There was another reason. And then last, but not least LSU at that time had a very strong, basic electrical engineering department and with two avenues. One was electronics. The other one was electricity, power generation, so it all fit rather nicely, and they had cheap veteran housing on the campus, for $32.50 a month, including utilities, so there was a number of reason for going to LSU. Geselowitz: Okay and so two related questions. Did you focus on any particular aspect of electrical engineering and electronics when you were there, and second of all, how long did it take you to graduate, given you already had such a strong background? Karger: Well, I applied for and got credits for some of that work so I didn't have to go through the whole thing. It was basically a five-year program and I finished that in three years. In between, however, I went to school for two summers, as well. The third summer, I was invited to go to IBM up in Kingston, New York which was the development site of the Air Traffic Control Computer System and so we went there for the summer for on the job training and then came back and finished the last semester and that was very heavy on courses. I was taking, I think 22 to 24 semester hours per semester. I did not work while I was going to school. My job was to go to school. My wife had a job and so besides getting a few dollars from the VA and the government and having free tuition and free books; we made out all right and but I did go to IBM for that one summer. That was also in my view good, good training, both from a technical standpoint and a management concept standpoint. Geselowitz: So, what, what year was that? Karger: That was in 1957. I graduated 1958. Geselowitz: So, when you graduated, did IBM make you an offer? Karger: No, IBM did not extend an offer. But I actually ended up having a whole bunch of offers, maybe seven or eight different offers, and offers from RCA Electronics up in New Jersey, from Boeing Aircraft, from the government Civil Service in Mobile, Alabama and a couple of other places. It was about seven or eight different place, oh, and Bell Laboratories. I had an offer there, as well, so but my interest was space oriented and Boeing had aviation and h rockets , so I took the Boeing job. Geselowitz: And what was that job? Karger: That job was in engineering, on the Bomarc project, Bomarc was the Boeing cruise missile program, which is basically the first cruise missile there was, surface-to-surface, and that didn't last too long for a variety of reasons. I didn't like the environment. You had a desk among hundreds of people in the same room. I don't like that. I can't think well that way. The second thing is, they paid for the move, furniture and everything else, and on the way, the van carrying all our things fell down the mountainside outside Seattle. Geselowitz: Oh, no. Karger: And most everything got broken up, and so it was delivered to the apartment that we rented and the company wasn't very good in getting it restored, so I had a letter of introduction from one of my professors who had a friend who was a vice president at Boeing, and he said you should introduce yourself to this person when you get there, so when I had these problems, I did. And I knew that if I introduced myself, the man would say, how are you getting along? And I told him, and this got back to the, my boss and the personnel department, and I was told to shut my mouth, or it wouldn't help me out, but the thing is, I still had some offers, so I made a phone call to Bell Labs and I said, is the offer still open? It was. I said, I accept, so I gave Boeing notice. That was after about three months, so I don't really count that as a job, but that was the first job. Geselowitz: So you had, you went all the way from Louisiana to Washington State, and now you're going to go back to New Jersey? Karger: Not quite. After I accepted the job, I got a notice at there's been a change in in assignment, and Bell Labs wanted to assign me to a place called Twentynine Palms, California, which is the Marine Corps Desert Training base, where they train the Marines in desert operations, and there were starting a surface-to-air missile program, the Terrier Programs and needed somebody to train the Marines in how to operate it and how to maintain it. So I had the training experience in the Air Force, both technical and operational. They thought I would fit in well, so that's where we went, so we went from Seattle, Washington, to Twentynine Palms, California, which is in the middle of the Mojave Desert, about 150 miles east of Los Angeles, so that was that was the that was the initial assignment through Bell Labs, and it was actually in with Western Electric. I was re-assigned to Western Electric in their field engineering department in that assignment, which was part of AT&T. Geselowitz: And so how long did that assignment last? Karger: That lasted about nine months. It's kind of lonely out in the desert and they I was a, there was a I was the only college graduate on the program, and I was kind of on the young side, compared to some of the old timers .That was actually somewhat of a problem, and my wife was kind of lonely. One day, I came home from work and I heard voices in the living room and I found that she was communicating with the sofa, which was answering her, so I said it was time to leave. I put in a call to the supervisor that I was reporting to, and I explained that the time has come to leave. It's time to go back to the original assignment in New Jersey, at the real Bell Labs to do some real work, so what have you got? So, that's what, what we did. So, I was assigned to go to Bell Laboratories in Whippany, New Jersey. Geselowitz: Okay, before you tell me about your work at Bell Labs up, I’d like to ask, until this point, had you encountered the IRE, the Institute of Radio Engineers, the predecessor of IEEE? Karger: I, when I was at LSU, I joined the student chapter. At that time, it was AIEE-- Geselowitz: Okay. Karger: LSU was primarily a power type place and so AIEE was the chapter, so I had joined that. I also joined when I graduated, the IRE. I was a full-fledged member of both. These were student chapters. Geselowitz: Okay. Karger: And I maintained a membership through, from the beginning, from a student to member to full member status and so on. Now, when we got to New Jersey, I continued that, but at that time, that was the time when the two organizations merged and became the IEEE. Geselowitz: Right. Karger: Then, I as IEEE member, I became actively involved with the IEEE North Jersey Section as a member of Executive Committee. Geselowitz: Right. Like, in fact, I know that you are, you received one of the 50-year pins that was handed out in 2013, to recognize the 50th anniversary of the merger, that was given to anyone that had already been a member of one or the other of IEEE and IRE. Karger: Well, that's news to me. I never received that. Geselowitz: I saw you on the list. I'll look into that. Let me make a note. Karger: I may be on the list, but I never got it. I never even knew there was such a thing. Geselowitz: That's cause you travel around so much. Okay, I will look into that for you. Karger: I got several pins. I have the I have the IRE member pin. I have the AIEE member pin. I'm also a senior member. I have that pin. Geselowitz: Right. Karger: I also have the gold pin, where I was the section chairman at Cape Canaveral. But that's the IEEE, but I don't remember anything about a 50-year anniversary. Geselowitz: Okay, I'll look into it and I'll get back to you. Karger: Okay, thank you. Geselowitz: Yeah. So okay, so that's great. So you're already active in the section, the local, North Jersey section, and you're working at Bell Labs. Tell me about your technical work at Bell Labs. Karger: Okay, the initial assignment to Bell Lab was in their magnetics laboratory where there was development going on for the magnetic computer storage, cryogenic storage. We don't hear too much about that anymore, but at that time, that was a thing under development to increase the speed of computer, transactions, memories, access and retrieval at cryogenic temperatures, using magnetic loops. There was a whole laboratory dedicated to that. And I was in a development lab doing that work in Whippany. So, that was the initial assignment. Then they I got an invitation to join ITT laboratories, which was in Nutley, New Jersey in Nutley, New Jersey on a program doing satellite work. That was one of the early days of the satellite business. I had an assignment to do the Courier 1B satellite telemetry—the up-down link and so I accepted that invitation, and I was one of three engineers that actually did that work for the Courier 1B. Are you familiar with the courier 1B? Geselowitz: Yes. Karger: Oh, you are? Geselowitz: The first active repeater communications satellite. I’m interested in the diversity of your career, from radar to cruise missiles to magnetic memory storage, and now all of the sudden you're in, you're in early satellite work. It's interesting. Karger: Right. Well, versatility is my bag, and as I mentioned, what I learned in Swedish schools, I learned how to learn, and I also took courses, extra courses, to supplement the need of doing new things, but the Courier 1B, just for the record was, as you said, the first active communications satellite. The first communications satellite was the AT&T Echo, which was nothing more than a mylar balloon with silver coating. You bounced the signal off it. It was basically like a radar. You send something out, it comes back. The Courier 1B was active, and it was an experimental satellite with an active transponder. You send a signal up, and the transponder receives it, processes it, and returns it. A transponder— that's what 1B was and that's what we worked on. So, in conjunction with that, I was sent down to the launch at Cape Canaveral. That was the first time I participated in an actual rocket launch, there and that re-activated my initial interest in the space business. Geselowitz: Right. Karger: Which I actually always had, but I was diverted. And so that was the first assignment at ITT. There was another assignment after that. This was in the early 60s, like 61, 62, and this was during the height of the cold war and the concern was national security, what would happen to the United States if the Soviet Union actually initiated a nuclear attack and what preparedness the United States had. How would it react? How would it reconstitute remaining forces and launch counterattacks? That was a, a big problem, and no one organization focused on that, problem, and so what was created was, an entity called ICS which stands for ITT Communications Systems. Have you ever heard of this? Geselowitz: No. Karger: Okay. There was a small group—a new entity—consisting of some people from ITT, and some people from elsewhere: Hughes Aircraft, RCA Electronics, senior government people, and some people from the CIA and the NSA. The head of it was a lieutenant general from the NSA. The director of communications was the associate director of communications for the CIA. These were the people that I was invited to work with. I was assigned to develop the communications for this project to enable the general command post, and the airborne command post which is an airplane that was at that time a Boeing 707 converted to an airborne command post with a general in charge, and he would be the ultimate command authority in charge of the country if it was attacked and the president was killed or had to go underground. And from that airplane he would command the remaining forces. So he would have to have the capability of sending orders to the submerged submarine North Atlantic fleet to order the launch of Polaris missiles and designate targets in the Soviet Union and those kinds of things. So that was the first communication requirement. The second requirement was to allow the general to communicate with emergency operations on the ground to coordinate the assignment of remaining forces and so that was a different requirement entirely. So, that was my assignment. There was just me, and a group of consultants, Booz Allen Hamilton was one consultant. There was some people from the MITRE Corporation. I'm sure you've heard of them. Geselowitz: Right. Karger: They were on the consulting team. I was the project leader of this, and the guy that was supposed to formulate the concepts, and so that's what I did and we actually did it. I came up with a system that would have worked and there were two components to it. Are you interested in this? Geselowitz: Of course. Karger: Okay. The two components to this. First is the emergency network. At that time, they weren't operating satellites. So you couldn't use satellites. So, I assigned C130 aircraft that became airborne transponders servicing a VHF network; there were five of them orbiting at around 25,000 feet elevation and that would create a network with each aircraft servicing an approximately 500 mile radius on the ground, and so five of them basically covered the transcontinental United States, and to some extent south, and that became a network. And the communication part had been a narrow band. Those days, those were the days of narrow band. There was no such things as broadband. It was a three-kilocycle bandwidth circuit. And the signal was configured as a digital, as a digital transmission and each designated ground location and ground operator was given an address, and what we used was something that was developed at the Army’s Signal Corps Laboratories at Fort Monmouth, New Jersey Geselowitz: Go on. Karger: And what it is, is each person or operation on the ground that was part of the recovery system would be given an address, a digital address, like a telephone number. If A wants to call B, if New Jersey is A, California is B, if A wants to call B, he has an address book, telephone directory, would call up that number and would generate a digital signal using a speech compression techniques—it was the very early days of that because of the three kilocycle restriction. Every receiver would receive it, but only the designated one would hear the phone ring. It was basically a cellular network, and, in the early 60s, 20 years ahead of the time when anybody heard of cellular networks. That's basically what it was, or what it would have been. So I put the whole thing together. I was the one that went to the Pentagon to sell the program, and the money was allocated, and that was part one to the recovery system. The system of reaching the submarines was completely different because to reach submarines, which are submerged, you have to use ELF. ELF penetrates very slightly the water and which was important as you don't want submarines to surface during that kind of scenario. Geselowitz: Then, using ELF, you need very long antennas, though, don't you? Karger: Right, right, that was another unique requirement. So, what I did was I, I concocted up a system with what basically was an underground facility, self-sustainable for at least six months, and in this facility was a platform with an electrically energized helicopter. Now, there was no such thing available anywhere in the world, but I remember reading some German literature, some designs and tests that had looked at some electrically energized helicopters. So, I used that concept and the helicopter was on this platform, and the opening would be at, at the surface, which was a heavy, reinforced, hardened steel plate, which would survive any nuclear detonation within a mile radius of the facility. And during, activation, the cover would retract. The platform would rise. The helicopter would be activated using underground power, and the cable carrying the power to the rotor also became the antenna, so if it rose up 1,000 feet, that became sufficient antenna length to drive the ELF signal and reach the Atlantic submarine fleet. That was never built, but that was the on-the-shelf concept that would have been deployed, and so that was my assignment. That lasted about three, four years, and then the group was disbanded. this group was working with the Air Force systems command and was reporting to the Secretary of Defense, which at that time was McNamara, Robert McNamara. There was also an office in the White House that was responsible for national security, so I was working with all these entities, and I was the youngest one in the group. I was only 29 years old. I have to give some credit to the IEEE on this because I became very involved with the IEEE in northern New Jersey. Initially what you then had were professional groups. Today you have technical societies. Geselowitz: Right. Karger: They had a number of professional groups, and I was appointed to the section Executive Committee in charge of coordinating professional group activities, so I put a lot of effort into this thing. I always believed in people working together. So, I even created a newsletter and, in that area, and I became active in the communications professional group. And technically, I worked with people involved with that the people who actually designed and developed today's networks. I remember one of the people on the committee was Alan Dumont and he was the inventor of the color picture tube. There was Bill Packard of Hewlett Packard, he was on the committee. We had a guy from Varian Associates who he did the klystron tube. Alan Culbertson , the multiplex guy from Lenkurt Electric. I worked with these people. To me, that was part of what I dreamt about when I was a six-year-old kid in Sweden, moving forward in technology that would eventually reach out in space and you need communications to do that. And so I guess I did more than the average. I'm a very focused person, and some people don't like me for that because I make them nervous, but I try to get the job done. So there was this guy. He was, he was the retired chief engineer of RCA Communications. I'll never forget this guy. His name was Roger McSweeney. He was a very tough person, but he somehow liked me and he was the one who arranged for me to get invited to this ICS team because he saw how I worked. McSweeney s was responsible putting a telephone system all through South America and Cuba. And he was an old telephone guy but he kind of got me into this sort of thing. Another guy I met who, who was the chairman of the section, his name was George Anderson. George, he was a PhD type of person. He was also the president of Edison Laboratories. And to me, that was a great thing to be able to communicate with somebody who actually worked in the same building that Edison did all his work in, in Orange, New Jersey. Have you been to that thing? Geselowitz: Yes, I have. It's now, now it's a museum, actually. Karger: Yeah, and George Anderson. You ever heard of him? Geselowitz: Yes. I think he went to Bell Labs later. Karger: Well, he was the president of the Edison Laboratories then, and we sort of became friends, and so meeting all these people in industry did something for me given what I came from because that part of to me, it's important to never forget where you come from and, and the opportunities a new country offers if you, if you're willing to dedicate yourself and work hard to take advantage of them. And so I have to give credit to the IEEE for some of these professional assignments. And I wanted to mention it. Geselowitz: We appreciate that. Karger: This is the IEEE, and I still, anytime I can, sell the idea of professional involvement, even though I'm not really involved anymore. The last time I had anything to do with the IEEE was in 2010, when I was invited to give a talk on the history of cellular communications. The meeting was held here in Miami, so I didn't have to travel anywhere, and since I've been working on my own for, since the mid-80s, I don't have a corporate sponsor to pay for my expenses, and it's not cheap to go to conventions these days. But I gave the talk on this cellular system that I concocted up for the Cold War, and I call the first cellular system conceived 20 years ahead of the tests that Erickson ran in Stockholm, which was, became the first real cellular system, when you have a big box in the back of a truck. I don’t know if you remember that or not. Geselowitz: Yes. Karger: Yes, that was the last time I had any involvement. I did go to one or two local section meetings long, long ago, but it was mostly University of Miami people, but the problem was that I felt like I was in a foreign country. I don't know Spanish. I know Swedish. I can do Norwegian and some other things, but I can't do Spanish, so I never went back. It was a Spanish group. So I've basically been out of IEEE all these years, but the IEEE, I've got to give credit for giving the opportunity of doing a lot of technical work, and I have to if you allow me, move forward, because when ICS disbanded, when the work was finished they had a very strong group of about 200 people. The company was sold to Computer Sciences Corporation, and it was moved to, I think Arlington, Virginia—some place around the Washington area because they mostly do government work, and I could have gone there. But, the thing is, had I gone to, down to Cape Canaveral a few times on these Courier shots, and it's nice and warm in Florida during the wintertime and the wife \ kind of liked it, so I got offered a job at Radiation Laboratories which today is L3Harris. Radiation Labs was beginning to do space-oriented circuit work, and so we got moved down there. Word had preceded me. I was involved with the IEEE in New Jersey, and the Canaveral Section needed help, basically was kind of an archaic organization, so I became the secretary, and then they put me on as the vice chairman and then the I became the chairman down there, and as such I reorganized the whole thing. We had several professional groups. I was able to hire an editor and publisher of the section newsletter, paid for with ads, and they had organized an annual space congress that still happens, is happening down there, and I met all these space people, including Werner von Braun You ever heard of him? Geselowitz: Yeah, so I was wondering, I was going to ask you, if you didn't bring him up, since you got involved in space, if you ran into von Braun, because he didn't die until 1977, and I was wondering how you felt about that meeting, given your background. Karger: I’m sorry. What was the question now? Geselowitz: How you felt about someone who was the lead German rocket scientist, who then came to work for us, given that you were a German Jewish Holocaust survivor. Karger: Well that's a, that's a good question, and that actually was a problem. For, the first thing I learned along the way is I always kept my personal background out of my professional life for that reason. I was very sensitive to this particularly with that group, to them, I'm a German person. I have a German name. Gunther is a German name. I am from Germany and so I never publicized this thing. I never hid it. I never declined it, if asked, but I just never promoted it and so when I was nominated chairman of the section the, the, the treasurer, his name was Horst, H-O-R-S-T, and that's a solid German name. It's also a solid Nazi name because of the Nazi, Horst Wessel, who wrote the Nazi anthem. I don't know if you ever heard of that or not. Geselowitz: Oh, yes indeed. Karger: So his name was Horst and, he knew I was Jewish, and so when I got nominated to be the chairman, he went the petition route. You can petition, also, to be nominated. So he organized a petition for himself. It had a committee going door to door, in the Cape Canaveral area asking for, asking for signatures to put him in as the as the nominee for chairman and there was a headline in the local paper saying Engineer's going crazy over the election of the chairman. I was the nominee. I offered to resign, but the nominating committee refused my resignation. So I get elected and so that was the way it was. However, the question you could ask is, who won? I get elected. I'm the chairman. Did I win? I think I did. But, in reality, did I? And here's why? Within a month after being elected, my whole department that I was working in gets laid off including me, so now I'm a chairman without a job, the job I need to get paid by it, I have two kids, . I have a wife and a house. I've got to get paid. Who's going to pay? So he had something to do with that and, so it did have some effect but everything works out okay in the end because by that time, the space industry was declining. Apollo was coming towards the end. A man had already reached the moon and so I was already looking around outside the area for, for something else, and so…Eastern Airlines. You do remember Eastern Airlines? Geselowitz: Yes, of course. Karger: Some people no longer remember Eastern Airlines, believe it or not, but they had an engineering department and, so I did some, some research as to where I could go, who could, who could use my capabilities to organize, re-organize, rejuvenate, move forward, something, and I realized that Eastern Airlines Engineering Department needed to be moved forward and reorganized. It was operating in an old way, in a past age. So I sent a letter to the president introducing myself and, and offering to do just that. And I get invited, and I get a job to do it. So we moved down to Miami with Eastern Airlines. Where Frank Borrman, who was the guy who went to the moon, who took the astronauts to the moon, to the orbit. He never went to the moon, but he was the commander of the lunar orbiter, he came the CEO of Eastern Airlines and so I ended up at Eastern Airlines with a job of re-engineering the Engineering Department. Geselowitz: Interesting. Karger: Which I did, and then when I finished doing that, I got the assignment of being in charge of selecting future aircraft which I did. One of the assignments was to look into VSTOL, , vertical and short take off aircraft. That was, that was the days when there was a big focus on noise pollution and getting close to downtown and they had, conceptually, downtown airports. (STOLPORTs) . They even had a port designed on paper for right next to the New York Port Authority, where aircraft could land on a 1,500-foot elevated runway with a 100-passenger aircraft and I was basically the industry leader on that effort, on behalf of Eastern Airlines. And then the US SST project came on, the Boeing Supersonic transport design, with, I think it was 225 passengers and I got the assignment to evaluate that and I did. And I recommended against it. I caused a lot of problems for that, but the problem for that was, it was economically non feasible. Passenger wise, the Concord was only 90 passengers. It was economically not okay, but it worked out because government support it, But the SST in the US couldn't fly over land because of the sonic boom, so it limited the utility. It became un-economic and was killed. That was one of the reasons it was, it was killed, so I got involved on that. And I finished that, and then I had an offer to move back up north. I had a friend of mine who became the director of telecommunication policy in the White House. He offered me a job to move back up north and but the thing is that we kind of got used to the warm weather, and so we didn't go. Eastern offered me another job—they did whatever they could for me not to leave, so they offered me the job of developing a computerized forecasting system, and to forecast revenue for the company. That has nothing to do with electronics, nothing. Nothing to do with engineering. It has everything to do with corporate planning and strategic planning and computer modeling. What I did was, the system I had developed, at ICS for the Cold War program, it included this network, and I got involved with some of the early government networks for data and voice, the beginning of the ARPAnet, AUTOVON and AUTODIN, the beginning of what we know as the internet because I was involved with that, what I was involved with is the early beginnings because of the random access discrete access concept. You have a pipe, and your access was going through the pipe through unique codes and addresses, and this is basically what you do on the internet, and I came up with a concept of using that concept and applying that to air transportation. Communications and air transportation have similarities. In communications you have bandwidth. You have trunks. You have a narrow/wideband band. Today you have your giga bands. You have all kinds of things. It's like a plumbing system with different sizes of pipes, and then you have switches, where things get transferred, hubs. They’re called hubs in transportation, called switches in communications. A lot of similarities, and so I took those similarities and transposed them to air transportation and developed a model for forecasting revenue. I'm not a programmer, so what I did was I sold Control Data on the idea. At that time Control Data was a big, big mover in the time-sharing business. If they did the programming then the company, Eastern Airlines, would use their service to do the operations, so the, I had a couple guys do the programming and they came up with an operational system. I designed the system. I designed the reports, the transactions, the computations, but someone else did the programming, and I was the manager of that for 15 years at Eastern Airlines. As I said, it had nothing to do with electrical engineering. It has to do with forecasting revenues for a$4 billion corporation and working with 125 station managers to get them to agree to their local forecast because it has to do with the top-down corporate forecast and the bottoms up, each station. The two have to match. They can't be different, and so I learned how to get people to work together. I was always within about two percent of the forecast on a $4 billion base. Then came the time when the business wasn't so good and it was the spring of 1987. Eastern was a publicly owned company. You have to have meetings, board meetings and Executive meetings. to work up the revenues and the expenses and the earnings, four times, each quarter, so this was the spring 1987 quarter review meeting. The vice president of finance looked at me. I'll never forget this, he looked at me and says your revenue's too low. You've got to raise it. I said, I can't because it's not there. I can do a couple of percent, maybe, but I said to fudge it to meet the expense is just not feasible. I said, what you've got to do is you've got to cut your costs to the business, to what the business is capable of delivering, and with the business there. The economy, the traffic, the passengers, the cargo. That's what's there. So, the boss, at that time, was the astronaut Frank Borman. You remember him? Geselowitz: Of course. Karger: Frank Borman, nice guy, but he was a poor manager. He should have stayed as a colonel in the Air Force. She should have stayed in that, in the piloting business, should have stayed in the space business. As a manager, his total experience was being sent to a six-week Executive Development course at Harvard. That was the beginning and end of his managerial training and it showed up in his leadership. He looks at me, no, you've got to raise the forecast. I said, Frank, by how much? He says, whatever the banks need. The banks need to see a number or, or they're not going to support the loans. I said, well, you're looking for$600 million, 12 percent, it's a 12 percent shortfall. Where's it coming from? It's not your business. Frank said. I said, it is my business. I'm responsible. I have a fiduciary responsibility not only to you as, as the head of this company, but also to the shareholders who are the public holders of, of shares of this company. And then I have third responsibility to my wife. My job is to put food on her table and pay the rent on our house, and keep me out of jail. That my responsibility. He said, well either you raise the forecast by whatever the banks need to see, or there's the door. I said, Frank, I'll take the door, and I walked.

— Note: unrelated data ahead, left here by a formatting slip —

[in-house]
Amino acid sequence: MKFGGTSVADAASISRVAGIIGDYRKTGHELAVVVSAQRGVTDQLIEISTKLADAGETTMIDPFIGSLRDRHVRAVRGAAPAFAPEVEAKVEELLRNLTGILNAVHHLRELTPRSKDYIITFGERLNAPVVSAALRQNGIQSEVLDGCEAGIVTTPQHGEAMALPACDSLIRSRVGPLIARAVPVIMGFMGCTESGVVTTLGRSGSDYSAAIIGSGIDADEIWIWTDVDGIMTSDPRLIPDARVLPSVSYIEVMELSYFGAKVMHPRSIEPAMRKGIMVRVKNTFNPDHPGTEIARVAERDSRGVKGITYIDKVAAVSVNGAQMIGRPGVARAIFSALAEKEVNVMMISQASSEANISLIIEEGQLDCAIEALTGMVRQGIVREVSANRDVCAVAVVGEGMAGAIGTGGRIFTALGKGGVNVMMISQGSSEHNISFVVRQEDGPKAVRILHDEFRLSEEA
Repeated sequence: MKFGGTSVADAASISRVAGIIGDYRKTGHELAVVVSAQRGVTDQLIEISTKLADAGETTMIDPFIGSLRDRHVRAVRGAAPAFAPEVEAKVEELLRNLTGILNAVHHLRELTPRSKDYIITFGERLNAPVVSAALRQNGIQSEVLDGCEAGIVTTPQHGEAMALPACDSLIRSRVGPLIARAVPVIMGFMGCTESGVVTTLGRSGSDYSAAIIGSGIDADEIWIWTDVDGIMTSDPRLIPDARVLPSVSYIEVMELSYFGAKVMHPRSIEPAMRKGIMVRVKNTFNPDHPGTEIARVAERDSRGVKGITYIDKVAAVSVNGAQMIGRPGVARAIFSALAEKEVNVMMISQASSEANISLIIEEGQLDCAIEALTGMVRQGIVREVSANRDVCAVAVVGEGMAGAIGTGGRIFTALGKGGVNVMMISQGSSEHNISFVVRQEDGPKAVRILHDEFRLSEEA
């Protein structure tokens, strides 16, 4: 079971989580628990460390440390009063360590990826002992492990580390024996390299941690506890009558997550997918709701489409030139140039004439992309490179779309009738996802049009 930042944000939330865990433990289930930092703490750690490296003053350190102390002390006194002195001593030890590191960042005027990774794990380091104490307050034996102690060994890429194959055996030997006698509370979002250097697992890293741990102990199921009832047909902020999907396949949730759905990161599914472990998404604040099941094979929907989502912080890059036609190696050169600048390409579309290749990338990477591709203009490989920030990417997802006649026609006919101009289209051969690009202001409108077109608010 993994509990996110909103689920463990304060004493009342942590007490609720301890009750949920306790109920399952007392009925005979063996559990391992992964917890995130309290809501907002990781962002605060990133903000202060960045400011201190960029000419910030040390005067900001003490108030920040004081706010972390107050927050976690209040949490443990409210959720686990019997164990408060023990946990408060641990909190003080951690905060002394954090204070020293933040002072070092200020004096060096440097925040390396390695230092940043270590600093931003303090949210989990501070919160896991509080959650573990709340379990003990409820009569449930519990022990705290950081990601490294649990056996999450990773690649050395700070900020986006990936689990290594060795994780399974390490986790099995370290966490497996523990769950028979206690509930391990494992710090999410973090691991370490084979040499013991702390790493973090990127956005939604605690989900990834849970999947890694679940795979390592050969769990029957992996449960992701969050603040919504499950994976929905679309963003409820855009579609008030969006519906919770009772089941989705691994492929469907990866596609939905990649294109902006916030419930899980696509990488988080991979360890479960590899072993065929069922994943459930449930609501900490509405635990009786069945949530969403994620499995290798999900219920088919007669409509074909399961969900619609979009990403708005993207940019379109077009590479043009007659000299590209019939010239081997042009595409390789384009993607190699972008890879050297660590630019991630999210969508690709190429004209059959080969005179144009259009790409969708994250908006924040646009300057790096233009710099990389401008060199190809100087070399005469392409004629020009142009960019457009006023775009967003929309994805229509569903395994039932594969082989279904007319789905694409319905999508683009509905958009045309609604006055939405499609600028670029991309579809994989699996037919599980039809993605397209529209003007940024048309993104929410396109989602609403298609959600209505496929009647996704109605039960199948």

Geselowitz: